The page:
Victoria County OKs online real estate document system

Melissa Crowe By Melissa Crowe

Oct. 1, 2012 at 5:01 a.m.
Updated Oct. 2, 2012 at 5:02 a.m.

Title companies, mortgage bankers and law offices soon can take advantage of Victoria County's online real estate records.

The Commissioners Court approved the $42,640 contract with Manatron Inc., a Thompson Reuters business.

County Clerk Robert Cortez said the project will come in three phases. The software first automatically redacts Social Security and drivers license numbers from records, then makes those records available online, and finally allows online document filing.

"It's a benefit not only to county government in processing, cost savings, saving paper, time cashiering and touching documents," Cortez said. "For our end users ... it's a cost-savings for them as well in staffing, travel and time spent in our office or on money for couriers."

He said it also comes with a "green aspect," in that it reduces paper consumption, ink and even gasoline used while driving to and from the courthouse.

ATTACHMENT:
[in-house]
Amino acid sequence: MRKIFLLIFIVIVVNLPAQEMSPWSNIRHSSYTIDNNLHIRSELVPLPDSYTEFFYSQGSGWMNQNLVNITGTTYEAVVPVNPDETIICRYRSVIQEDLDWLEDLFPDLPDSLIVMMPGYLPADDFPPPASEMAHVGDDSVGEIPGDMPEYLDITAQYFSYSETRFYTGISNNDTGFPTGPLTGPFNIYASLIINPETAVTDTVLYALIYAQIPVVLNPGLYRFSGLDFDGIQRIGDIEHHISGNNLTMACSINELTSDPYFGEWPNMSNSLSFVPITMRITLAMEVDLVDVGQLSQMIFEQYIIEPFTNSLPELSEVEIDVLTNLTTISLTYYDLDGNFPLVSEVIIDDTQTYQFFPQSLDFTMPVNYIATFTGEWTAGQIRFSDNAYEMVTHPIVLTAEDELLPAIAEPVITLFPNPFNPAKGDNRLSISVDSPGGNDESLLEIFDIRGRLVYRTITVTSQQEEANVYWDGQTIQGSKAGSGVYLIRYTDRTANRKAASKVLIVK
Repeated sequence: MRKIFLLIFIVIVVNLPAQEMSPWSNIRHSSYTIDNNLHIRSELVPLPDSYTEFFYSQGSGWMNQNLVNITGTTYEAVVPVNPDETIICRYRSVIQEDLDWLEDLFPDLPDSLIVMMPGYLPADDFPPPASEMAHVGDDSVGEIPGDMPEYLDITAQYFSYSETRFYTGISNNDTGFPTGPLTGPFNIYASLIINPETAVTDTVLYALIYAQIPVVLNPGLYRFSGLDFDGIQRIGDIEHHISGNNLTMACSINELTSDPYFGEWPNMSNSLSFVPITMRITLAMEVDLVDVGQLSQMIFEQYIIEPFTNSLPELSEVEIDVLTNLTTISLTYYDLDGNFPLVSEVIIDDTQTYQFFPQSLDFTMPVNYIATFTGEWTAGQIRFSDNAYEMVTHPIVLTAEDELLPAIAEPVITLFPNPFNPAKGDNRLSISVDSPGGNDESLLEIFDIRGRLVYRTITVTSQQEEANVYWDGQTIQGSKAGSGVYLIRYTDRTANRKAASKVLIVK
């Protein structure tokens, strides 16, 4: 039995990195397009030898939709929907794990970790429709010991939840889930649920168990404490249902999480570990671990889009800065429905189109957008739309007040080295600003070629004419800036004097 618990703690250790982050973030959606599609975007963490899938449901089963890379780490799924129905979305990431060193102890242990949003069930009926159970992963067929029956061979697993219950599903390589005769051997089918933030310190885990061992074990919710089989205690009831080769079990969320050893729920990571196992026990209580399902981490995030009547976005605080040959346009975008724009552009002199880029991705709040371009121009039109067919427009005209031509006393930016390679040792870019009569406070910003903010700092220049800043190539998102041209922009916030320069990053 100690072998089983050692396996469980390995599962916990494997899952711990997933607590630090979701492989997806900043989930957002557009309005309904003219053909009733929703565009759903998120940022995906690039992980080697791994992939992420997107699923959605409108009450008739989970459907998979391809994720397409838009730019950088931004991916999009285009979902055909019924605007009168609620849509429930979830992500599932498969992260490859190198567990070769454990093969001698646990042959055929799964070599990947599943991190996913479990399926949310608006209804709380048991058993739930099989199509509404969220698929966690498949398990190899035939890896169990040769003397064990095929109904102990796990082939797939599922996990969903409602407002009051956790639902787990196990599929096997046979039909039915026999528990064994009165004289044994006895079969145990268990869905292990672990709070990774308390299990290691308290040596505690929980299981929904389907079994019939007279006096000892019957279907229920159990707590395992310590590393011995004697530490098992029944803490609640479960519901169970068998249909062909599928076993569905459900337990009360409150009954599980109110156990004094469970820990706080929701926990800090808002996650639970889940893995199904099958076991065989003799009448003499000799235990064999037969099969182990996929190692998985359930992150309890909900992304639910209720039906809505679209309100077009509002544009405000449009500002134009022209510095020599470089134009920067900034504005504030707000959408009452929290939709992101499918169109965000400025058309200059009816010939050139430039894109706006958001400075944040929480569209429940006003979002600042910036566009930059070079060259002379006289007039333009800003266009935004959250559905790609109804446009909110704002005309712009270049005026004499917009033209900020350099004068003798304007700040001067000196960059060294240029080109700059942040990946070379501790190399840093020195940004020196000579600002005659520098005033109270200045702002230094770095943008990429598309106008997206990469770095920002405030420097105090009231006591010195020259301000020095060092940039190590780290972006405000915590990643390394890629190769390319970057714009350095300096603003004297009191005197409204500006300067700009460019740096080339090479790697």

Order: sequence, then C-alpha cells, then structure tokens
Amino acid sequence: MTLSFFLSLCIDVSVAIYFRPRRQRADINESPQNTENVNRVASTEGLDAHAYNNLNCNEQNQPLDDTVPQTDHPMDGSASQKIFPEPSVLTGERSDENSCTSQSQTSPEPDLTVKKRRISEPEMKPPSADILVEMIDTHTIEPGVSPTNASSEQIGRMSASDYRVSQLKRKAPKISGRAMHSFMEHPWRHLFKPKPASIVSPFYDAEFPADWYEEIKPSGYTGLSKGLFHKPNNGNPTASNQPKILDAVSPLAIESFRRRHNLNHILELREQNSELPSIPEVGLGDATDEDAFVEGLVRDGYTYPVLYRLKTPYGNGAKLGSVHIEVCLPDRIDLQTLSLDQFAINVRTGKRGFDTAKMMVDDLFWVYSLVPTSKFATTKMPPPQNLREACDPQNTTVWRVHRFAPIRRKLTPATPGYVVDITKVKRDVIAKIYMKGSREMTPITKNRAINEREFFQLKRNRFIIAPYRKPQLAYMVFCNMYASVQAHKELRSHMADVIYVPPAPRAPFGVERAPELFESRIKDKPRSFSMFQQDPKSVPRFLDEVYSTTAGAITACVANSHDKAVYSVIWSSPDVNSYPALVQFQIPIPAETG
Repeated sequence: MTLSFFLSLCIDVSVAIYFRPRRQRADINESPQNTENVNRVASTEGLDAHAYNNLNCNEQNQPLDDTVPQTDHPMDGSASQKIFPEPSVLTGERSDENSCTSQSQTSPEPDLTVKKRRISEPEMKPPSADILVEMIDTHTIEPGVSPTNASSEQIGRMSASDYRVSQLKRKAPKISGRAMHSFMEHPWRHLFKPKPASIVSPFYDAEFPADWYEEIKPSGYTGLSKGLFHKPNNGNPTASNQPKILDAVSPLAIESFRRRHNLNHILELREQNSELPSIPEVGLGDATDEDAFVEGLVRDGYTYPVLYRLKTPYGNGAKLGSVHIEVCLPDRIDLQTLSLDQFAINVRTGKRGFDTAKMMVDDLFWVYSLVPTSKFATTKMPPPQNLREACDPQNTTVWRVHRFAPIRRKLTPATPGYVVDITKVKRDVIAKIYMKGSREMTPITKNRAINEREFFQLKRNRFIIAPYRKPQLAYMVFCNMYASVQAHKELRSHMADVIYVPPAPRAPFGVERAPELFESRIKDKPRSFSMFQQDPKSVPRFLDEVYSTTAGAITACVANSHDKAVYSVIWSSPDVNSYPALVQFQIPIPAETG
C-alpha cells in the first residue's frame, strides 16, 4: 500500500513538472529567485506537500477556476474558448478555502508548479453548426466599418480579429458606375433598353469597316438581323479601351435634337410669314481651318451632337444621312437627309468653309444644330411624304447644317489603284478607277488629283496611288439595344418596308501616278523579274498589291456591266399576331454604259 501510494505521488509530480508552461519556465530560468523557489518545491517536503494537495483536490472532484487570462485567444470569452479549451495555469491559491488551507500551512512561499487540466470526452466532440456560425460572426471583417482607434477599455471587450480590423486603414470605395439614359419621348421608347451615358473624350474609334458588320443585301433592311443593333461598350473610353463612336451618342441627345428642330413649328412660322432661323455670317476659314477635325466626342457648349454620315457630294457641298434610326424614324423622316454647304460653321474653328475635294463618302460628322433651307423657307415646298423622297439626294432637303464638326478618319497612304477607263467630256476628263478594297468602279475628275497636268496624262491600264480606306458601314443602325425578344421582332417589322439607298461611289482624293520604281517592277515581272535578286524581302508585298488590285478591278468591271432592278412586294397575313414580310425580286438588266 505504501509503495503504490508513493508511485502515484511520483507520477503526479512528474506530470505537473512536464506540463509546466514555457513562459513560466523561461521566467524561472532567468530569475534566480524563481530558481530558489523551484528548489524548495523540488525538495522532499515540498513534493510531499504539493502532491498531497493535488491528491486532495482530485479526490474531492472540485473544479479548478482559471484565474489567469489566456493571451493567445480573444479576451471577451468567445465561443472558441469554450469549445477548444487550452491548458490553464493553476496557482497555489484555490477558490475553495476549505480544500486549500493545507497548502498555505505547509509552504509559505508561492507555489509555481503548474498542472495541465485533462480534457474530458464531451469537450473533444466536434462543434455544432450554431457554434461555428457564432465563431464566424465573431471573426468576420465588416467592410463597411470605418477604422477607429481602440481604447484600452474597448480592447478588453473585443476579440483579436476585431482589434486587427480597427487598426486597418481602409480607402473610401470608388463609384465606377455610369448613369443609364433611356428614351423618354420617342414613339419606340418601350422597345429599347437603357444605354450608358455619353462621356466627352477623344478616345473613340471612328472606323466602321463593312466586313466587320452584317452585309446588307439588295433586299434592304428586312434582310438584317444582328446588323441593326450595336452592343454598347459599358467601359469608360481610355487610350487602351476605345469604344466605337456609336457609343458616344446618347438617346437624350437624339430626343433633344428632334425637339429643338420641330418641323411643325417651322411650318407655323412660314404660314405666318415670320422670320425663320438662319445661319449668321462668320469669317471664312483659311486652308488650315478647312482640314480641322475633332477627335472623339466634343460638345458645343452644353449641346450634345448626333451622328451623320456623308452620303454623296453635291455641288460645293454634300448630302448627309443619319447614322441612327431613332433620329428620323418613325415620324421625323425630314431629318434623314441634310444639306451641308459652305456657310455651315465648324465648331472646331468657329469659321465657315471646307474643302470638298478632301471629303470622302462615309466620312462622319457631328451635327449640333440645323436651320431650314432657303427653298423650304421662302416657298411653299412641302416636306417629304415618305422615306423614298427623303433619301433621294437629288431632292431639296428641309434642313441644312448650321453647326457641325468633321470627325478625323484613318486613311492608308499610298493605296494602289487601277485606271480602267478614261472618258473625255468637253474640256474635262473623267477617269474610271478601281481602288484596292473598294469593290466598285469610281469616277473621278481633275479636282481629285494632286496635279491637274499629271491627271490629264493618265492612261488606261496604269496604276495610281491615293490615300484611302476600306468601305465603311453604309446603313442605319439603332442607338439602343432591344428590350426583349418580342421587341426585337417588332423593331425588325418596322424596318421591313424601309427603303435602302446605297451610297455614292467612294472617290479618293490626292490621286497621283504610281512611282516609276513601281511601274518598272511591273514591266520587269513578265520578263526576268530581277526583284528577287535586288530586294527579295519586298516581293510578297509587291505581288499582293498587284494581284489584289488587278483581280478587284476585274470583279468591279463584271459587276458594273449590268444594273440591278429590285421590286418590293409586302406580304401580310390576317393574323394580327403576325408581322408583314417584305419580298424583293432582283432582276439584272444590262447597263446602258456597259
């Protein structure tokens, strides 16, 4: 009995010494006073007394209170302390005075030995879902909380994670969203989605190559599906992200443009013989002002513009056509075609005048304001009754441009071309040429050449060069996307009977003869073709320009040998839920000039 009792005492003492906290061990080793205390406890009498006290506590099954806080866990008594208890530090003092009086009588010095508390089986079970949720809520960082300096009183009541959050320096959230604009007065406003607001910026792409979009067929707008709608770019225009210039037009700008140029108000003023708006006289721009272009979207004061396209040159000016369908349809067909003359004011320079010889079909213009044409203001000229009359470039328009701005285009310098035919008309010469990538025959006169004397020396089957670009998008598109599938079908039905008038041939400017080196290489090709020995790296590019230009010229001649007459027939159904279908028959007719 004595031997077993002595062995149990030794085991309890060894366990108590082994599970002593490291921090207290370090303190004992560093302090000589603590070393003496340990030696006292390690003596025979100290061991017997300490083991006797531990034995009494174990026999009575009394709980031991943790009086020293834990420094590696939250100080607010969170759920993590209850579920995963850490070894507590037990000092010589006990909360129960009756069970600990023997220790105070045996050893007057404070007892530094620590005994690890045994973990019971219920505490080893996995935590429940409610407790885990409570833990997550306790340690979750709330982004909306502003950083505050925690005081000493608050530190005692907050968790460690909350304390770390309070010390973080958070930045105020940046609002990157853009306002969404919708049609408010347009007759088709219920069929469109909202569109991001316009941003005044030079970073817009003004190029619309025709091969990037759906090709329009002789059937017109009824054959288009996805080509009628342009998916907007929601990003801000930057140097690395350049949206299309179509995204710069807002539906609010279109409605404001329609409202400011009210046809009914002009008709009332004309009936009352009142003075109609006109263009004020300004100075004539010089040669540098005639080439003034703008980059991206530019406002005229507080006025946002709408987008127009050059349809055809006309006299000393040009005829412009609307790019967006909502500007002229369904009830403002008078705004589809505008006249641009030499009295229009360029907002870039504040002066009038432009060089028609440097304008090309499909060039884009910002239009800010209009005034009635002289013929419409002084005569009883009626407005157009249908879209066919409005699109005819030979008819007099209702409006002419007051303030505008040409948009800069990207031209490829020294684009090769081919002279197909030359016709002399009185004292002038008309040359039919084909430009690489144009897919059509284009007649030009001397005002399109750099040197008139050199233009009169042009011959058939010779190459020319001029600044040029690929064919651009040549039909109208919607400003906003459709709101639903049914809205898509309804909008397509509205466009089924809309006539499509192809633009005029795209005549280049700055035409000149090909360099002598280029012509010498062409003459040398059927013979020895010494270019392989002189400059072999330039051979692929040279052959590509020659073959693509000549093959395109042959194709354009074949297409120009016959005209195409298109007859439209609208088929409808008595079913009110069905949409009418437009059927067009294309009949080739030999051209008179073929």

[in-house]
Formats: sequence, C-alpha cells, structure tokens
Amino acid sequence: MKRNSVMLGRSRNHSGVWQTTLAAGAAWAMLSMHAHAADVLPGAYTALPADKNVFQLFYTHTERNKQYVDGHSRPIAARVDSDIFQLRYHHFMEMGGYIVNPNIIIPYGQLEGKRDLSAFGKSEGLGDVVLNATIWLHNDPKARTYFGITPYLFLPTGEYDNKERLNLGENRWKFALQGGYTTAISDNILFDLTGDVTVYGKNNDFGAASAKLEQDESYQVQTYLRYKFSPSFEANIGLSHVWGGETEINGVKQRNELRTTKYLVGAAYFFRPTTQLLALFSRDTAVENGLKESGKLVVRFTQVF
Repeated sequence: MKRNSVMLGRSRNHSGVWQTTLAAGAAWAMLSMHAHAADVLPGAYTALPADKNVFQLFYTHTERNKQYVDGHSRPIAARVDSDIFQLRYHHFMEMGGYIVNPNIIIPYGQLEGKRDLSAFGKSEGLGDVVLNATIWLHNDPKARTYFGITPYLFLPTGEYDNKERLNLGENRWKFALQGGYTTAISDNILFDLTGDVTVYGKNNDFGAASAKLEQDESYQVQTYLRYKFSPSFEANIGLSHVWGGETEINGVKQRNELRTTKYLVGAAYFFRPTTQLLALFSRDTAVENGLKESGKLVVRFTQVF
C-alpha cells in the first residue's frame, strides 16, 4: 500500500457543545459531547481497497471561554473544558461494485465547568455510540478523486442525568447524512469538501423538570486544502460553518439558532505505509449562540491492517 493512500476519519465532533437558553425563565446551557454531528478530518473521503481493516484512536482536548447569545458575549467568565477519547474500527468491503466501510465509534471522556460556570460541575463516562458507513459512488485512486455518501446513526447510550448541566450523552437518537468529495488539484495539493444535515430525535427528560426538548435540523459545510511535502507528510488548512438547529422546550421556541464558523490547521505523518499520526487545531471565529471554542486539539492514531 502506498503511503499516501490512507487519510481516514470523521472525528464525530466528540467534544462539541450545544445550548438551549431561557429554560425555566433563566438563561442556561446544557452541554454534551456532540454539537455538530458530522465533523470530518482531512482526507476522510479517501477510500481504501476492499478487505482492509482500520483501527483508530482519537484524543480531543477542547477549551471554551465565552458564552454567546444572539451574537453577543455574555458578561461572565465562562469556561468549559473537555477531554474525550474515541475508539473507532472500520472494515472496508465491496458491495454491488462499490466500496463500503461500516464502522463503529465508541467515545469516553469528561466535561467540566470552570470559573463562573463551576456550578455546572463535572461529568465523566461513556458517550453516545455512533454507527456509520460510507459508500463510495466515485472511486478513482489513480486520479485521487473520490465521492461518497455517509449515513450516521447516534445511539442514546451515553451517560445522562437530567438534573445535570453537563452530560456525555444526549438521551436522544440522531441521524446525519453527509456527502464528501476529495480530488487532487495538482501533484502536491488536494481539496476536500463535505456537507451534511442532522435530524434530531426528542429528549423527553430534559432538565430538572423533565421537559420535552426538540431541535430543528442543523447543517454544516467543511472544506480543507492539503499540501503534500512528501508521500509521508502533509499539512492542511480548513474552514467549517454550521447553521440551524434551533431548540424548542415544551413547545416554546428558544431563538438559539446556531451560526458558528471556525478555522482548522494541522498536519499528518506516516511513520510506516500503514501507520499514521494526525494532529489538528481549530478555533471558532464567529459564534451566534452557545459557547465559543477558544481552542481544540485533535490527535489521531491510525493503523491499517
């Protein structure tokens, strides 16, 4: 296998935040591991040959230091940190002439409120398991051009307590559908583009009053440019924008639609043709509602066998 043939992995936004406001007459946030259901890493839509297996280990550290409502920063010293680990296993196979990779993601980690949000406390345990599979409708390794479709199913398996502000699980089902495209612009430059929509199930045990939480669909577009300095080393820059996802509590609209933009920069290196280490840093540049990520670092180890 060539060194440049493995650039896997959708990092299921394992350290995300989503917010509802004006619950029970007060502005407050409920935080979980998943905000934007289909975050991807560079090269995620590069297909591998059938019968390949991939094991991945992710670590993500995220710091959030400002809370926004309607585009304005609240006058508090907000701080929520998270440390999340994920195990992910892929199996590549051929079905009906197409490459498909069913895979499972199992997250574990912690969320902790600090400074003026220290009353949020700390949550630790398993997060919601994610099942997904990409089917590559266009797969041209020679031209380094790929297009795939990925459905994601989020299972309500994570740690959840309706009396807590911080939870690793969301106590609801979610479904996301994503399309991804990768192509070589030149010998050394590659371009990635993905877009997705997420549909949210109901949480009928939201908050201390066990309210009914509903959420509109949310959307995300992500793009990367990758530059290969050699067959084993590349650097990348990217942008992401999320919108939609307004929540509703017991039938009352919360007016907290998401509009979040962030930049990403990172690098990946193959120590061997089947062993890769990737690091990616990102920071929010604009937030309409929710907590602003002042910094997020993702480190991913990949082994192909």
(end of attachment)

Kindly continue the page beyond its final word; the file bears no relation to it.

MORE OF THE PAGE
Cortez's office recently entered an agreement to make criminal, civil and probate records available online through iDocket. He said Monday's vote carried on the county's mission to embrace new technology.

Commissioner Gary Burns said he expects the contract to play a role in increasing revenues for the county.

"It will make it a heck of a lot easier for the people down there (in the clerk's office)," Burns said. "The traffic is increasing, and Robert is really good at being a step ahead of that."

John Rickerby, of Manatron Inc., said the county has been clients since 1998.

The update will assist with records management, he said.

"Title companies embrace this," Rickerby said.

Even the fees being charged by third-party vendors for collecting and delivering the records are less expensive than putting someone in the car to file in person, he said.

Cortez said Manatron's service has a high probability of increasing revenue for the county.

Rickerby agreed.

"It's a gradual growth process, but it has a big impact," Rickerby said. "Counties that have been doing this since 2004 are running half their business through it."



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